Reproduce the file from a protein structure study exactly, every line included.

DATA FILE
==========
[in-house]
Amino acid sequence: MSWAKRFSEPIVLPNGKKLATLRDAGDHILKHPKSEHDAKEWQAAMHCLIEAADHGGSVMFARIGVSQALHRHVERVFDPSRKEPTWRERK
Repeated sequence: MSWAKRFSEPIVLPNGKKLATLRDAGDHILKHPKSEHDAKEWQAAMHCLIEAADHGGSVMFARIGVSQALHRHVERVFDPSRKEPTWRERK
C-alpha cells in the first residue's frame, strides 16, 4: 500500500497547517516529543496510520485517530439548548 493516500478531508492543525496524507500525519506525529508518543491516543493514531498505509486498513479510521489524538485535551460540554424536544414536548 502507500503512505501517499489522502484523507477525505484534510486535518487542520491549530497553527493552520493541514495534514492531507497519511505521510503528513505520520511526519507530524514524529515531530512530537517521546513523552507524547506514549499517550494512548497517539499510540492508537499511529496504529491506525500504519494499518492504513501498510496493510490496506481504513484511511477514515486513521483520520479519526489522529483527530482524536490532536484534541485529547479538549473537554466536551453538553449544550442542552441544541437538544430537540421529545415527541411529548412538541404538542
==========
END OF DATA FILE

[in-house]
Amino acid sequence: MSWAKRFSEPIVLPNGKKLATLRDAGDHILKHPKSEHDAKEWQAAMHCLIEAADHGGSVMFARIGVSQALHRHVERVFDPSRKEPTWRERK
Repeated sequence: MSWAKRFSEPIVLPNGKKLATLRDAGDHILKHPKSEHDAKEWQAAMHCLIEAADHGGSVMFARIGVSQALHRHVERVFDPSRKEPTWRERK
C-alpha cells in the first residue's frame, strides 16, 4: 500500500497547517516529543496510520485517530439548548 493516500478531508492543525496524507500525519506525529508518543491516543493514531498505509486498513479510521489524538485535551460540554424536544414536548 502507500503512505501517499489522502484523507477525505484534510486535518487542520491549530497553527493552520493541514495534514492531507497519511505521510503528513505520520511526519507530524514524529515531530512530537517521546513523552507524547506514549499517550494512548497517539499510540492508537499511529496504529491506525500504519494499518492504513501498510496493510490496506481504513484511511477514515486513521483520520479519526489522529483527530482524536490532536484534541485529547479538549473537554466536551453538553449544550442542552441544541437538544430537540421529545415527541411529548412538541404538542